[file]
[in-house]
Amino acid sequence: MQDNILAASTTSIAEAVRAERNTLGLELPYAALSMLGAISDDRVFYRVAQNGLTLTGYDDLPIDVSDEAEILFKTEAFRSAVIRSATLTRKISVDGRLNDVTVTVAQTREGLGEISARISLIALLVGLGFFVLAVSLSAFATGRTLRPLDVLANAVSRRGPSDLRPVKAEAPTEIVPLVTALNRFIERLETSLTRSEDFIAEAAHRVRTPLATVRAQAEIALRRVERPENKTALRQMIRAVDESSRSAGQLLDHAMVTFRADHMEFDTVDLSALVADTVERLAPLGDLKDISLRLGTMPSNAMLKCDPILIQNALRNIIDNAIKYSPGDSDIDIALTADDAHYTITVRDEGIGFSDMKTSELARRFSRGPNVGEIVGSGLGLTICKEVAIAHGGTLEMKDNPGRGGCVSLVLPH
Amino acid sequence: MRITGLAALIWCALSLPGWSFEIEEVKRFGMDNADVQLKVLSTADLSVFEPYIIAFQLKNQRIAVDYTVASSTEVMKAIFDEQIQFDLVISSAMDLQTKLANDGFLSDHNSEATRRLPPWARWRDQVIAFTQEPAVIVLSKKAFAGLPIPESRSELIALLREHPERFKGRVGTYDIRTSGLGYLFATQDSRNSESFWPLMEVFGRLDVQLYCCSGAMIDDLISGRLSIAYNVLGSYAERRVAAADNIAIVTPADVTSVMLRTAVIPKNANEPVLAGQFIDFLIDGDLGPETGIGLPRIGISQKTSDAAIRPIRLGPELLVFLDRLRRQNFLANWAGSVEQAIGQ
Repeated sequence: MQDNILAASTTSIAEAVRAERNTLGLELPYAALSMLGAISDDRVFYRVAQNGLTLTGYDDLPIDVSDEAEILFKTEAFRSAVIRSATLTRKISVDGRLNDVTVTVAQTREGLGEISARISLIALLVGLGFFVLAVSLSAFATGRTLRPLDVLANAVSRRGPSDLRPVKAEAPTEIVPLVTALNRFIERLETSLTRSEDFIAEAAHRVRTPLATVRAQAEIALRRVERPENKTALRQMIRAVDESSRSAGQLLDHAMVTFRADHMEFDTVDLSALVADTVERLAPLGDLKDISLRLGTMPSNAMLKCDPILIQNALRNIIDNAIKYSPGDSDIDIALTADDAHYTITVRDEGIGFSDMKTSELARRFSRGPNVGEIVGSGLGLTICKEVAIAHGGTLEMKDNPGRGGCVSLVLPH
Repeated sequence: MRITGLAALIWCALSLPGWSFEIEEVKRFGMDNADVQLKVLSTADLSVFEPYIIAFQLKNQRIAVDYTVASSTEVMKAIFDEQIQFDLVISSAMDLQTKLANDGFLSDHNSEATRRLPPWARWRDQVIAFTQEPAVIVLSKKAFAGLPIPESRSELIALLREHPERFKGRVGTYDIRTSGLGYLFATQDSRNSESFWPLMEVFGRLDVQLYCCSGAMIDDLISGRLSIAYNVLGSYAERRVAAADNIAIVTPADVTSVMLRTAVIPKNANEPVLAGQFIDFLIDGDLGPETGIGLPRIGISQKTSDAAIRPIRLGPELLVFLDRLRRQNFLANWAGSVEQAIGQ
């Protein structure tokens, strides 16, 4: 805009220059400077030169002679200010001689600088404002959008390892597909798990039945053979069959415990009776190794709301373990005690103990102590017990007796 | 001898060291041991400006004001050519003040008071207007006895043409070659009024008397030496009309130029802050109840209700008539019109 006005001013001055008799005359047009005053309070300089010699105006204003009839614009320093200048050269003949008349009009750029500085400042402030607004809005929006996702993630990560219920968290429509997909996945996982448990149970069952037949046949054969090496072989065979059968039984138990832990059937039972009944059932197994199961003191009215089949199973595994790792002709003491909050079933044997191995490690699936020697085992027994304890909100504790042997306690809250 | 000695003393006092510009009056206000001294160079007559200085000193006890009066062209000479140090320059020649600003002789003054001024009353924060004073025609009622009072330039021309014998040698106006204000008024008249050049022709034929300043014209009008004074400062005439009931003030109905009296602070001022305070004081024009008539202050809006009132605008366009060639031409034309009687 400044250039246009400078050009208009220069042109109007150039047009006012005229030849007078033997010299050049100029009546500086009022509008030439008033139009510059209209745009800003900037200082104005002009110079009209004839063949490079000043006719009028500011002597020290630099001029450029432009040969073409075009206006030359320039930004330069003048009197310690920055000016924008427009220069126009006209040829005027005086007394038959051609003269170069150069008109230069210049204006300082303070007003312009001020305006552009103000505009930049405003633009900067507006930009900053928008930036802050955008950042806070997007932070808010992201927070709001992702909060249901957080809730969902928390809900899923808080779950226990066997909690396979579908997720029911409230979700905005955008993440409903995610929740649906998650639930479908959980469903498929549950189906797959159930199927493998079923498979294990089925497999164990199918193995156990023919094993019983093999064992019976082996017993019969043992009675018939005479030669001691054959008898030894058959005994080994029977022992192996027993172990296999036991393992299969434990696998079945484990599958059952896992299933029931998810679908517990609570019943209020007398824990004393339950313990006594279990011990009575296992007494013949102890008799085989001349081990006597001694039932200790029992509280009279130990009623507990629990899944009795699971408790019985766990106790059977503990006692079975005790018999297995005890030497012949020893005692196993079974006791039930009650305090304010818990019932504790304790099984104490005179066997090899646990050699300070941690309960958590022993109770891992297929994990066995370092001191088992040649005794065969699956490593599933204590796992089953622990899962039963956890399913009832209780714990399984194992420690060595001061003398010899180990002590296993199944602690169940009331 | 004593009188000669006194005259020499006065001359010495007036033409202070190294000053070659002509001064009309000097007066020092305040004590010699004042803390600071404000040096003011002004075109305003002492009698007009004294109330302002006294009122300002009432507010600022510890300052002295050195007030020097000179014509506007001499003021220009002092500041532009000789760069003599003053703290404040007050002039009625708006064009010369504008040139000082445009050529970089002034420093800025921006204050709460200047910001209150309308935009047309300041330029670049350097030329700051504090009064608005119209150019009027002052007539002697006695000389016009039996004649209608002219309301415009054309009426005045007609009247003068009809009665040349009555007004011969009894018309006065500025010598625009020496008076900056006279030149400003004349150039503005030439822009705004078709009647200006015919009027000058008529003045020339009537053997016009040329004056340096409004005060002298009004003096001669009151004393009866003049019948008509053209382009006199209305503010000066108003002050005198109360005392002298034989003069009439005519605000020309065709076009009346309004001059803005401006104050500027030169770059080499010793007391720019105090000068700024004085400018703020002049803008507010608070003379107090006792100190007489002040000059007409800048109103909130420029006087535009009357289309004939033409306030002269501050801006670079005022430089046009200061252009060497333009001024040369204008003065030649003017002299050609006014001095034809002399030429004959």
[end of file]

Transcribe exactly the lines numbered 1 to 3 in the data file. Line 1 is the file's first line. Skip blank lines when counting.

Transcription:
[in-house]
Amino acid sequence: MQDNILAASTTSIAEAVRAERNTLGLELPYAALSMLGAISDDRVFYRVAQNGLTLTGYDDLPIDVSDEAEILFKTEAFRSAVIRSATLTRKISVDGRLNDVTVTVAQTREGLGEISARISLIALLVGLGFFVLAVSLSAFATGRTLRPLDVLANAVSRRGPSDLRPVKAEAPTEIVPLVTALNRFIERLETSLTRSEDFIAEAAHRVRTPLATVRAQAEIALRRVERPENKTALRQMIRAVDESSRSAGQLLDHAMVTFRADHMEFDTVDLSALVADTVERLAPLGDLKDISLRLGTMPSNAMLKCDPILIQNALRNIIDNAIKYSPGDSDIDIALTADDAHYTITVRDEGIGFSDMKTSELARRFSRGPNVGEIVGSGLGLTICKEVAIAHGGTLEMKDNPGRGGCVSLVLPH
Amino acid sequence: MRITGLAALIWCALSLPGWSFEIEEVKRFGMDNADVQLKVLSTADLSVFEPYIIAFQLKNQRIAVDYTVASSTEVMKAIFDEQIQFDLVISSAMDLQTKLANDGFLSDHNSEATRRLPPWARWRDQVIAFTQEPAVIVLSKKAFAGLPIPESRSELIALLREHPERFKGRVGTYDIRTSGLGYLFATQDSRNSESFWPLMEVFGRLDVQLYCCSGAMIDDLISGRLSIAYNVLGSYAERRVAAADNIAIVTPADVTSVMLRTAVIPKNANEPVLAGQFIDFLIDGDLGPETGIGLPRIGISQKTSDAAIRPIRLGPELLVFLDRLRRQNFLANWAGSVEQAIGQ